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McNorton, J; Gloor, E; Wilson, C; Hayman, GD; Gedney, N; Comyn-Platt, E; Marthews, T; Parker, RJ; Boesch, H; Chipperfield, MP (2016)
Publisher: American Geophysical Union
Languages: English
Types: Unknown
Subjects: Earth Sciences, Atmospheric Sciences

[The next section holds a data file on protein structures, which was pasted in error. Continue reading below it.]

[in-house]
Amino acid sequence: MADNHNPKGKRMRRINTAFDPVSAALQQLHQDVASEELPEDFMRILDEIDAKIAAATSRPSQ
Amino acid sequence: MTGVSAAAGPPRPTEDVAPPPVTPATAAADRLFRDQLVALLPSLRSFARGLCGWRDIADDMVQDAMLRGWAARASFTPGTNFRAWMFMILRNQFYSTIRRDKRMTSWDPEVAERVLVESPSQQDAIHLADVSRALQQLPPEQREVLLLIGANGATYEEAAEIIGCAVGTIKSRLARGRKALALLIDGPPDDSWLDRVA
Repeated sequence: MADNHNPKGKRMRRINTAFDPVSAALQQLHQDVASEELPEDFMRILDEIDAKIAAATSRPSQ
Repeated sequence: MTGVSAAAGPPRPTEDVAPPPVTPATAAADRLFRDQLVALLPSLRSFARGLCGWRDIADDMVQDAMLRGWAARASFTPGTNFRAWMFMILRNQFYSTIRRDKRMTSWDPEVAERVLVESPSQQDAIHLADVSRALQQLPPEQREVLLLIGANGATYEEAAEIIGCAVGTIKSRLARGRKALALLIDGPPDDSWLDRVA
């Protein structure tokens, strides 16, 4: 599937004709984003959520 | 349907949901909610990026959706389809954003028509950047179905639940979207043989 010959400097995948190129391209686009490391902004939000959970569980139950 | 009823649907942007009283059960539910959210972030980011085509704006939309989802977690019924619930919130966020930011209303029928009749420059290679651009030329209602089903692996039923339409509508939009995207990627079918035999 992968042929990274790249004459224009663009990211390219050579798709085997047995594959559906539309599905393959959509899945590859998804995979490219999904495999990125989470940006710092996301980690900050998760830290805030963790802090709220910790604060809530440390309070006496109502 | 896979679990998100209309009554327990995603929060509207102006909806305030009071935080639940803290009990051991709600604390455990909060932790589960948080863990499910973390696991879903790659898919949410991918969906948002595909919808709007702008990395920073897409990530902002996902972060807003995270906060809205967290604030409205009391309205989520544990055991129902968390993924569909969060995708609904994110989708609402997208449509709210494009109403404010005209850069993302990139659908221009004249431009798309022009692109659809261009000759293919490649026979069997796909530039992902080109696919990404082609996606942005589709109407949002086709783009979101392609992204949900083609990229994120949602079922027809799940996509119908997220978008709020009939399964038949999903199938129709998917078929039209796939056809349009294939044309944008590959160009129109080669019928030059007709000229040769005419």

Atmospheric methane (CH4) accounts for ~20% of the total direct anthropogenic radiative forcing by long-lived greenhouse gases. Surface observations show a pause (1999–2006) followed by a resumption in CH4 growth, which remain largely unexplained. Using a land surface model, we estimate wetland CH4 emissions from 1993 to 2014 and study the regional contributions to changes in atmospheric CH4. Atmospheric model simulations using these emissions, together with other sources, compare well with surface and satellite CH4 data. Modeled global wetland emissions vary by ±3%/yr (σ = 4.8 Tg), mainly due to precipitation-induced changes in wetland area, but the integrated effect makes only a small contribution to the pause in CH4 growth from 1999 to 2006. Increasing temperature, which increases wetland area, drives a long-term trend in wetland CH4 emissions of +0.2%/yr (1999 to 2014). The increased growth post-2006 was partly caused by increased wetland emissions (+3%), mainly from Tropical Asia, Southern Africa, and Australia.

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